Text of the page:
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Dr. Aretuza Sousa dos Santos

Contact

Email:aretuzasousa@gmail.com

Documents

Curriculum Vitae

Research interests

Sex chromosome evolution, ancestral reconstruction of chromosomal changes, molecular cytogenetics, cytotaxonomy, next generation sequencing (NGS).


Fig. 1. Karyotype from Coccinia grandis male with 2n = 24, XY system after GISH experiment. Cell in A shows the chromosome set stained with DAPI; B displays the distribution of male genomic probe (green); C exhibits the distribution of the female genomic probe (red), and D shows the overlapping of A, B, and C. The Y chromosome is the largest chromosome of the complement, and shows no hybridization signals at the centromeric region for both genomic probes.

Using Coccinia grandis (Cucurbitaceae) to study the evolution of sex chromosomes in plants

This project focuses on the study of the sequence and chromatin characteristics of the sex chromosomes of the Cucurbitaceae Coccinia grandis. Previously, I showed that this species’ Y chromosome is the largest known in flowering plants and is mostly heterochromatic (Sousa et al., 2013); the difference between the male and female genomes is almost 0.1 pg of DNA. Inconveniently, the X chromosome can only be distinguished from the autosomes during meiosis, and the XY bivalent does not present rDNA signals.

For my postdoctoral research, which I am doing in collaboration of Andreas Houben and Jörg Fuchs at the IPK in Gatersleben, I am using the Illumina data from male and female genomes of C. grandis, the pipeline RepeatExplorer to compare repetitive fractions of DNA among sexes, and microdissection to separate the sex chromosomes for separate sequencing. The in silico analyses also serve to develop DNA probes for localizing the distribution of the main classes of repetitive DNA on the chromosomes and, ideally, also to develop sex-specific probes. The latter may also work in closely related species which homomorphic sex chromosomes, which would permit inferring evolutionary precursor stages. I will also use immunostaining to see if the chromatin composition differs between autosomes and sex chromosomes, which if true could help to identify sex chromosomes in other Coccinia species with undifferentiated karyotypes.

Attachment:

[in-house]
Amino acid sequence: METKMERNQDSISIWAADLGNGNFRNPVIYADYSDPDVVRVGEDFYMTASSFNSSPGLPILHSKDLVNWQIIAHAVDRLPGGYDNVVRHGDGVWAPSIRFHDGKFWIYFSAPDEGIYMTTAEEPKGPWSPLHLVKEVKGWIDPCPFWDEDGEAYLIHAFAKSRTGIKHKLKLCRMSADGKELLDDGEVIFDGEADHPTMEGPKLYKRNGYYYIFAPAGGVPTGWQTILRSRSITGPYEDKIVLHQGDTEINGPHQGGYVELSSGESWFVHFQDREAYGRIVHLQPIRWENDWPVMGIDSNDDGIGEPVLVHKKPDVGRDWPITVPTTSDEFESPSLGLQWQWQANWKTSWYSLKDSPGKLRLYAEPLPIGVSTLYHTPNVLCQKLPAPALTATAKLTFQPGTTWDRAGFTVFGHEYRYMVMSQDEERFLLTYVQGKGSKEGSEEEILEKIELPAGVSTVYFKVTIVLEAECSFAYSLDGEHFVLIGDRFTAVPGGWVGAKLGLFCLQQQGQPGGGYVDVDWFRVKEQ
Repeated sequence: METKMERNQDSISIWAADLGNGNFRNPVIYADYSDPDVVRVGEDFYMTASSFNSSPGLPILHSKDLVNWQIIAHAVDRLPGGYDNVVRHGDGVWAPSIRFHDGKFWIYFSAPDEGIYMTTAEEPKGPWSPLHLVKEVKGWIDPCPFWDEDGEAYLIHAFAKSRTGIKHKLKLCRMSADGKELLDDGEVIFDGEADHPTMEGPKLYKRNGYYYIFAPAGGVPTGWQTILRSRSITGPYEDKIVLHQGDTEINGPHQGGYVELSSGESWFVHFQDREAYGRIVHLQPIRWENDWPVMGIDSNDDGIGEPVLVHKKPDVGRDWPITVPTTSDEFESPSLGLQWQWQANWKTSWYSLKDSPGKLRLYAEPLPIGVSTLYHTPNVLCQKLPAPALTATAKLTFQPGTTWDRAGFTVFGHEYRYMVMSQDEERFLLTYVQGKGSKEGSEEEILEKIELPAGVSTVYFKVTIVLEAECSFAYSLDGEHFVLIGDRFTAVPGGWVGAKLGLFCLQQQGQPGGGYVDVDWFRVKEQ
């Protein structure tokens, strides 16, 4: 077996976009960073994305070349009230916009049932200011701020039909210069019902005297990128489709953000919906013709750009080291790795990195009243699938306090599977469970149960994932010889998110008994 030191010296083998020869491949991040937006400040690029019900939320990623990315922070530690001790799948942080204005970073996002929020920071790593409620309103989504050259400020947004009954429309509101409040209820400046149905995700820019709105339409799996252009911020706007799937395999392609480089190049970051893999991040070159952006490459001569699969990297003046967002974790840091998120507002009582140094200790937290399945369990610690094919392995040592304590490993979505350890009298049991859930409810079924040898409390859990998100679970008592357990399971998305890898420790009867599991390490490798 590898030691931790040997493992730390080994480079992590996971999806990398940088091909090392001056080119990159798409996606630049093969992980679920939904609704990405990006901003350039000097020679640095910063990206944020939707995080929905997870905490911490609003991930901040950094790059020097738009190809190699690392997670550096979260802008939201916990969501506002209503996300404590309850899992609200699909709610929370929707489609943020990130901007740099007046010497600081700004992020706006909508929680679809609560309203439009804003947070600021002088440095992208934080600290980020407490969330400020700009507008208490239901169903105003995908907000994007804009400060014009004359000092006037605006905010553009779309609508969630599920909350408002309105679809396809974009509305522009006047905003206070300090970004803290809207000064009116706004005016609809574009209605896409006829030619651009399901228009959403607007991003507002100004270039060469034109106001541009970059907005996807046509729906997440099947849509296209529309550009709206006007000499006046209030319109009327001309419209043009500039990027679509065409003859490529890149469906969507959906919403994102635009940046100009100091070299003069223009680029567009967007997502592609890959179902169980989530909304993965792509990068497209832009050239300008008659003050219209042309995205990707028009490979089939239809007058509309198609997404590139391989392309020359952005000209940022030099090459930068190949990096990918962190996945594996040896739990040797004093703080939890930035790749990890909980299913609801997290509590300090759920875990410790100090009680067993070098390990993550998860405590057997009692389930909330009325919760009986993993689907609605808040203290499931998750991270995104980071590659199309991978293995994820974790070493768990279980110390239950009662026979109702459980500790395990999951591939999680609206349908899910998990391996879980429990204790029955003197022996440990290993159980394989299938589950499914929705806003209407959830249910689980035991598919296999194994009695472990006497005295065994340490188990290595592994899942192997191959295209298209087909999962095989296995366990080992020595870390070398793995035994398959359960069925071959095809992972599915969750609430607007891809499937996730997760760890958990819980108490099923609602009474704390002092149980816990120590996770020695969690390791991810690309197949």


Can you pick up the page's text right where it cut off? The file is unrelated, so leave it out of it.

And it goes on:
Sex chromosomes are poorly known in plants, and the only Y chromosome so far sequenced is that of the liverwort Marchantia polymorpha (Okada et al., 2001). My study of the Coccinia grandis sex chromosomes will contribute to a better understanding of the kinds of coding and non-coding DNA that makes up plant sex chromosomes.

References

Okada S., Sone T., Fujisawa M., Nakayama S., Takenaka M., Ishizaki K., Kono K., Shimizu-Ueda Y., Hamajiri T., Yamato K.T., Fukuzawa H., Brennicke A., Ohyama K. (2001): The Y chromosome in the liverwort Marchantia polymorpha has accumulated unique repeat sequences harboring a male-specific gene. PNAS 88: 9454–9459.

Sousa A., Fuchs, J., Renner S.S. (2013): Molecular cytogenetics (FISH, GISH) of Coccinia grandis, a c. 3 Ma-old species of Cucurbitaceae with the largest Y/autosome divergence in flowering plants. Cytogenetic and Genome Research 139: 107–118.

Last update: 2015-02-02